So, what's prompted me to write again is a terrible experience over the Labor Day weekend. I've thought for some time, after traveling all over the American West, that Oklahoma drivers are the very worst offenders of this practice of "cruisng in the go lane." This last trip only reiterated that concept, though Missouri drivers are bad about it too. Obviously, they don't teach the purpose of the "go lane" in driver's education classes in those states. Anyway, this one Oklahoma driver was one of those smug SOB's that I spoke of before.

It's like some kind of game. Get in the go-line and ride at the same pace as the person in the right lane. When people tried to get around, and a few did, he would then pass them again and repeat the whole process. Now, up until a couple of months ago, this was fair game in Oklahoma, but the state just passed a law against "going slow" in the passing lane, but evidently, the law hasn't given enough citations, as the practice continues. The fact that they passed a new law tells me that I'm not alone in thinking this is a problem with Oklahoma drivers. (Sorry, to those Oklahomans that are not guilty.)

In any event, Mr. Game Player continued his "entertainment venue" darn near all the way to Dallas, weaving in and out, slowing down some 20 cars behind him on a busy interstate on a holiday weekend. That was until Mr. Texas (I've not seen this go-lane problem in the Lone Star State) just about mowed over his little car with his big 'ole Ford 350. Thought I was going to see "road rage" at it's best there for a moment, or worse, a crumpled little silver car. In any event, little Mr. Silver Car got humbled and stopped entertaining himself and we made it to Dallas, stressed but safe.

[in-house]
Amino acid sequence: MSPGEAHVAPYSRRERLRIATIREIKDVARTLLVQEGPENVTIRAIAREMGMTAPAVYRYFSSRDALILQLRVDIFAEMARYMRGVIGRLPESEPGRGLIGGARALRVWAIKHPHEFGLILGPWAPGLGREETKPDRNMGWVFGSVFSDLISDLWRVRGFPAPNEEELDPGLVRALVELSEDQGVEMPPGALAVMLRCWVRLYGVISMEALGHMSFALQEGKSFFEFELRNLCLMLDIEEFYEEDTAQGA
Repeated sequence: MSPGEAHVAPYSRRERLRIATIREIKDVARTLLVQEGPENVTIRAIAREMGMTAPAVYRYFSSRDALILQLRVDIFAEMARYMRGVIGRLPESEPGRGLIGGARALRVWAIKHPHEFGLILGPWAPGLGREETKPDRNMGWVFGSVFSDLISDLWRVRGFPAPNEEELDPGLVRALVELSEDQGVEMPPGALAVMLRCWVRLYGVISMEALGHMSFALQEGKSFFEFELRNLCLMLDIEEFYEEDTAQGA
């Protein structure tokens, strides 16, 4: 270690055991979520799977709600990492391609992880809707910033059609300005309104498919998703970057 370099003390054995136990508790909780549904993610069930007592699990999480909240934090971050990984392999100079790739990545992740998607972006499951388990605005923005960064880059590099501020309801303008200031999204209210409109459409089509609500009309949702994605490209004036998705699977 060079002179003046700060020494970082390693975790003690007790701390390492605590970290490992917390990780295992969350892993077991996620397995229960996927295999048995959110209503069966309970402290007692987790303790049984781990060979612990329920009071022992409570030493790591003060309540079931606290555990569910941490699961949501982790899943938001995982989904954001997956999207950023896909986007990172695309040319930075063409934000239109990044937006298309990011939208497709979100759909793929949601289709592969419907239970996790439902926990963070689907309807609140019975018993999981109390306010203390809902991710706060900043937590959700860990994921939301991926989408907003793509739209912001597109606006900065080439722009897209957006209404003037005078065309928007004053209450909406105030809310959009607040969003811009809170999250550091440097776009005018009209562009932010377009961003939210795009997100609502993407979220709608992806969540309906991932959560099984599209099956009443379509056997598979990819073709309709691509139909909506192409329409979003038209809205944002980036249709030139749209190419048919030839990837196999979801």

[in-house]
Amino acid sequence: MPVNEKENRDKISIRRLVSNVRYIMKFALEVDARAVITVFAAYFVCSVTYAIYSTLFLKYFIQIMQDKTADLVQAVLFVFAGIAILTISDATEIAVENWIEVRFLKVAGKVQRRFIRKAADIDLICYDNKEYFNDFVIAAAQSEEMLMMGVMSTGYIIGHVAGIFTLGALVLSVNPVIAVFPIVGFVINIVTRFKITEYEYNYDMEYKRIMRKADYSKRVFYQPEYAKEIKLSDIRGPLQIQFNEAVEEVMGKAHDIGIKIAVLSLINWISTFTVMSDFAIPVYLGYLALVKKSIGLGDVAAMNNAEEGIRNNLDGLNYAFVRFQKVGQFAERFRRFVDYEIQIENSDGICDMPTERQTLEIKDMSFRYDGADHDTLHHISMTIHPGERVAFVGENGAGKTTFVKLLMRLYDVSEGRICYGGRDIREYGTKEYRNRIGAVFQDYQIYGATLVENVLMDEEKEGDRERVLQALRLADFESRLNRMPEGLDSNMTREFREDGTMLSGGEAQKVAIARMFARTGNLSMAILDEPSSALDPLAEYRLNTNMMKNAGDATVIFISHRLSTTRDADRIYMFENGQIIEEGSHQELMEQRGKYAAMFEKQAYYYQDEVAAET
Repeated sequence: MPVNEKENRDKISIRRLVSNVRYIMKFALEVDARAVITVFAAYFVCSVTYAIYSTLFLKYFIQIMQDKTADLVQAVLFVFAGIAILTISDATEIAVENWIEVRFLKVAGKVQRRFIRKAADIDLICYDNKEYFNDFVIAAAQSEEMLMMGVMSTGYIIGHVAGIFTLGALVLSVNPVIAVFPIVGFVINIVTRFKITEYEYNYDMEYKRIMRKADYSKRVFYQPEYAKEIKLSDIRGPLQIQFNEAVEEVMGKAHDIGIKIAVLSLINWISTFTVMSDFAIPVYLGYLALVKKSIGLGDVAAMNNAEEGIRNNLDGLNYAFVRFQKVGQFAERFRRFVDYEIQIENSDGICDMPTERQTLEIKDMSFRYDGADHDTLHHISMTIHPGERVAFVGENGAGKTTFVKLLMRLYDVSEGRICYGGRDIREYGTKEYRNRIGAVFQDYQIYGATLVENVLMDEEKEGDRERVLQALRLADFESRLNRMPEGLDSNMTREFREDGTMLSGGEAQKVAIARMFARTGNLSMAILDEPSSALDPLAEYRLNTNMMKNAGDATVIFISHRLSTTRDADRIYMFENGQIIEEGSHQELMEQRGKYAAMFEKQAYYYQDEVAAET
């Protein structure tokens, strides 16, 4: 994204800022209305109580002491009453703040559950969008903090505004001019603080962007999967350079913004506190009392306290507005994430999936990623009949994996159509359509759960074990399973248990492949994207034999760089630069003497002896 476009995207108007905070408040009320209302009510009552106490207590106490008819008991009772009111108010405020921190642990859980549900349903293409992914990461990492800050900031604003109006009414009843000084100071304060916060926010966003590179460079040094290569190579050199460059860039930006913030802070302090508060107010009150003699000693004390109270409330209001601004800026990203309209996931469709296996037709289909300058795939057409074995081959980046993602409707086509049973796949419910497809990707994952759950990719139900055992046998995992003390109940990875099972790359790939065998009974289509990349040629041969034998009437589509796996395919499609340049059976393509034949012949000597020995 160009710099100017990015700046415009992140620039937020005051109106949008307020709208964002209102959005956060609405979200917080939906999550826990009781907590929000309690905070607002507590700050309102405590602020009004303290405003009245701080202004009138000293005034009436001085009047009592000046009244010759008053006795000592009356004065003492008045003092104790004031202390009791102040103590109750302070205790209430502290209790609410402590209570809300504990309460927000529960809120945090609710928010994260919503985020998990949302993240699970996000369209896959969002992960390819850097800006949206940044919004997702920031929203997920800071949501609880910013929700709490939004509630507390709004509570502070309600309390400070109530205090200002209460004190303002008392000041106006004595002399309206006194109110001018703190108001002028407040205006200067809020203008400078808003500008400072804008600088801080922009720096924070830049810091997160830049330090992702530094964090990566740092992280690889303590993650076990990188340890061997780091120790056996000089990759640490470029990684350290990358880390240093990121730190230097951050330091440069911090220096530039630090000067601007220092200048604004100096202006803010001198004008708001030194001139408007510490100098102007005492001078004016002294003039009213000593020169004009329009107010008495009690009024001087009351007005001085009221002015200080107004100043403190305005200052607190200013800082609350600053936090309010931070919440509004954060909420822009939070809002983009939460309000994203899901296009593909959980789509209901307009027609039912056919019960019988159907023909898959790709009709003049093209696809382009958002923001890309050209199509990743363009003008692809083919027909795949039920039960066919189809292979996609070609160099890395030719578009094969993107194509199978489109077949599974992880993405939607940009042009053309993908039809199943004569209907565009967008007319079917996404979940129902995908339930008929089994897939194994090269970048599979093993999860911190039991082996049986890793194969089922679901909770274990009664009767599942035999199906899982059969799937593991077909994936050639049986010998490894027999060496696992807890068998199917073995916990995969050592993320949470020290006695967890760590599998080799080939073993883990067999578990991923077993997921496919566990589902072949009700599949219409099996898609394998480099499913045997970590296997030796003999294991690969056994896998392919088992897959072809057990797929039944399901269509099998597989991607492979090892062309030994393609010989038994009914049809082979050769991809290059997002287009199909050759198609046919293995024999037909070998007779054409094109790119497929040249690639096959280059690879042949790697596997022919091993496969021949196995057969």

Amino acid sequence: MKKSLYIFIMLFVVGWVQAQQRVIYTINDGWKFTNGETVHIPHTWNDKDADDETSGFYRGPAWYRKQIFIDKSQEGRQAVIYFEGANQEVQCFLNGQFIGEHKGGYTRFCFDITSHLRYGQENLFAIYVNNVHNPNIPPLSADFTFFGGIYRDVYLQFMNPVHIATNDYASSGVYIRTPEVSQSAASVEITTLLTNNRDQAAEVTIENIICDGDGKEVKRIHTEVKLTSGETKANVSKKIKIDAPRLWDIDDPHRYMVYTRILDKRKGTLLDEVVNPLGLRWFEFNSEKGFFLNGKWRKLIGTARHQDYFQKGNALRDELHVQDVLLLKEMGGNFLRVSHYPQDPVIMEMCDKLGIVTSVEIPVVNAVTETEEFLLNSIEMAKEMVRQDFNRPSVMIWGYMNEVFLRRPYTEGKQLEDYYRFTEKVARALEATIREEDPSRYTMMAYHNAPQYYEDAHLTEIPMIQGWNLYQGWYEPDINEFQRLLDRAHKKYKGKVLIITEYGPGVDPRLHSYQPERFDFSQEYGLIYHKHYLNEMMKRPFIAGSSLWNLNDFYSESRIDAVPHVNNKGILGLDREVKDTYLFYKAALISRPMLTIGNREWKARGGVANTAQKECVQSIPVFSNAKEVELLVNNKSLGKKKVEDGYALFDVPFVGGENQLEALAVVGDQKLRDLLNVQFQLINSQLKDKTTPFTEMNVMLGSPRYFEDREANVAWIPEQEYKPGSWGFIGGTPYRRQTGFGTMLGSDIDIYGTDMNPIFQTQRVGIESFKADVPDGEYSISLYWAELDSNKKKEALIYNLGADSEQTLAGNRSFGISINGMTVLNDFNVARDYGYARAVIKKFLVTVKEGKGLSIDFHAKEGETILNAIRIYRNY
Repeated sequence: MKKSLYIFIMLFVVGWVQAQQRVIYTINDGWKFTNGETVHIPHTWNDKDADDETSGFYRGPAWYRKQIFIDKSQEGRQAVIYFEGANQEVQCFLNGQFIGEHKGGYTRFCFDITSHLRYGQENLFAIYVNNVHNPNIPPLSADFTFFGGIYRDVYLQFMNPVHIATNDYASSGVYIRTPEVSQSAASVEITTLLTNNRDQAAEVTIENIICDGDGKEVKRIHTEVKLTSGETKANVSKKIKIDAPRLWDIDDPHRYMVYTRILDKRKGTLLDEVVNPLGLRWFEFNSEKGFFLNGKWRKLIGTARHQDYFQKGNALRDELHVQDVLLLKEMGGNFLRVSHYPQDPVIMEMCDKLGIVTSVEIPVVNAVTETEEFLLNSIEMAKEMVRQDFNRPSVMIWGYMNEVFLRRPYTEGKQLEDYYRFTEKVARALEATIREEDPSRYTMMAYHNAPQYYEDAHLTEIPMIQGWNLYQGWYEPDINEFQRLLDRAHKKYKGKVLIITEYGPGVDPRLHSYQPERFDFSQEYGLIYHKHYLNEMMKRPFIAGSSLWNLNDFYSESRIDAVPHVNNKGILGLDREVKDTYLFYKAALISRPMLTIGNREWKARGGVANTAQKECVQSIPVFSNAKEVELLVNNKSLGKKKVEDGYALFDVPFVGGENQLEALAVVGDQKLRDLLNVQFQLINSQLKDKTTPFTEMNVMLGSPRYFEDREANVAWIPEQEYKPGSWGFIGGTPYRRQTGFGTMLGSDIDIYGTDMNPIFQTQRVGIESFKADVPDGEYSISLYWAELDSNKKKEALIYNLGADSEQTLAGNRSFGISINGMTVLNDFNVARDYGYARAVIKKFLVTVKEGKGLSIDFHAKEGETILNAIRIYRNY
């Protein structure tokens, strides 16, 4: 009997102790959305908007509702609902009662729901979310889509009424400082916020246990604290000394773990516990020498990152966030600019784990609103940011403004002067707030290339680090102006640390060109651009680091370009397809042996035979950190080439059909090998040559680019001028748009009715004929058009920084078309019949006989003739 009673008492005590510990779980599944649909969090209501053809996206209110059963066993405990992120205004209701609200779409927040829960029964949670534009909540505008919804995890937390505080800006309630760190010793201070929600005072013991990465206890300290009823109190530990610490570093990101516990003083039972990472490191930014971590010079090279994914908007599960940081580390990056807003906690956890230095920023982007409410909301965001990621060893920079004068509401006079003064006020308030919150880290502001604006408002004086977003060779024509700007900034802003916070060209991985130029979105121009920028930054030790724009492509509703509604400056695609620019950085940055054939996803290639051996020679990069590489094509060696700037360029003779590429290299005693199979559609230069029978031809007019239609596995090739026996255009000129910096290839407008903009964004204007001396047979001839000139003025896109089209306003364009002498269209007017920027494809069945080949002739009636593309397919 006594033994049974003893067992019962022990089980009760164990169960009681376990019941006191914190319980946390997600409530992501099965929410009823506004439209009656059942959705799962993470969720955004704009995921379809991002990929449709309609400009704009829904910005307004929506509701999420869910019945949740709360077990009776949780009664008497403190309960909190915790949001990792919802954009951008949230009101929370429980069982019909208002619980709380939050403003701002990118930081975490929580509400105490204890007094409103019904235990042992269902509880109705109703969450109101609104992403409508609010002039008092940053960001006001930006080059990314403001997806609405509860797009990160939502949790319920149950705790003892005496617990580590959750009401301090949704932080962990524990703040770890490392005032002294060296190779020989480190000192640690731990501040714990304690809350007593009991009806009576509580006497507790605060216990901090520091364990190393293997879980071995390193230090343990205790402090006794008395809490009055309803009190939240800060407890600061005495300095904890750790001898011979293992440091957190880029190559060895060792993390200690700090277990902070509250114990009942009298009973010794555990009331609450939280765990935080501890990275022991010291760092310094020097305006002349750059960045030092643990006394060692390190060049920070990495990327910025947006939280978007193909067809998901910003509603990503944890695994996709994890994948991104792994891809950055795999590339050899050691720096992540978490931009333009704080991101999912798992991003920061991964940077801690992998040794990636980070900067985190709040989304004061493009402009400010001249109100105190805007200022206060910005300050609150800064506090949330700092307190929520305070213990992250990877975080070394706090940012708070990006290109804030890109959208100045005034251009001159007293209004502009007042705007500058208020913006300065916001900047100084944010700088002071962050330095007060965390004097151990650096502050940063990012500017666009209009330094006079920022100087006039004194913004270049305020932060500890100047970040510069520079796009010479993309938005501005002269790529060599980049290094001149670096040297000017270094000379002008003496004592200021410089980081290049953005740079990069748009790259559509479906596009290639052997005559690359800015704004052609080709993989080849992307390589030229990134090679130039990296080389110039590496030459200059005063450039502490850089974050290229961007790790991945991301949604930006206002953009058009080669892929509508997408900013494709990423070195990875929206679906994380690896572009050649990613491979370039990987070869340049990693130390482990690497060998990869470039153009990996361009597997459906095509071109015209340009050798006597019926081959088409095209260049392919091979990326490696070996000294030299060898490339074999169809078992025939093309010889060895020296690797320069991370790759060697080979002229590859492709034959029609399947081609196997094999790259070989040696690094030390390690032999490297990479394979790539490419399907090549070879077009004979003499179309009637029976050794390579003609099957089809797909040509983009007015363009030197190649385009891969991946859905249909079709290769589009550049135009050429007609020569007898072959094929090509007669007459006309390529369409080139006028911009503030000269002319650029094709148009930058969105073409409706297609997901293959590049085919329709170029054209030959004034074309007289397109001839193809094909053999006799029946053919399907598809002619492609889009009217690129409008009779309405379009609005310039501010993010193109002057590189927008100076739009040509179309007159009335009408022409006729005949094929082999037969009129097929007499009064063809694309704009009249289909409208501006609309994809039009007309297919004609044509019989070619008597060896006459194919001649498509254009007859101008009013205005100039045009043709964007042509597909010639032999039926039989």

Come on folks, if you're bored on the road, play a verbal word game, sing a song, dream about your future, but get OUT OF THE GO LANE!

Why is it that the screaming "do-gooders" with their many protest signs, lots of time, and lots of speeches, seem to never hit those things that drive the rest of us crazy. Shoot, I just might just have to start writing letters to the powers that be or start some darn campaign. Gawd forbid!

Wednesday, July 30, 2008

United Airlines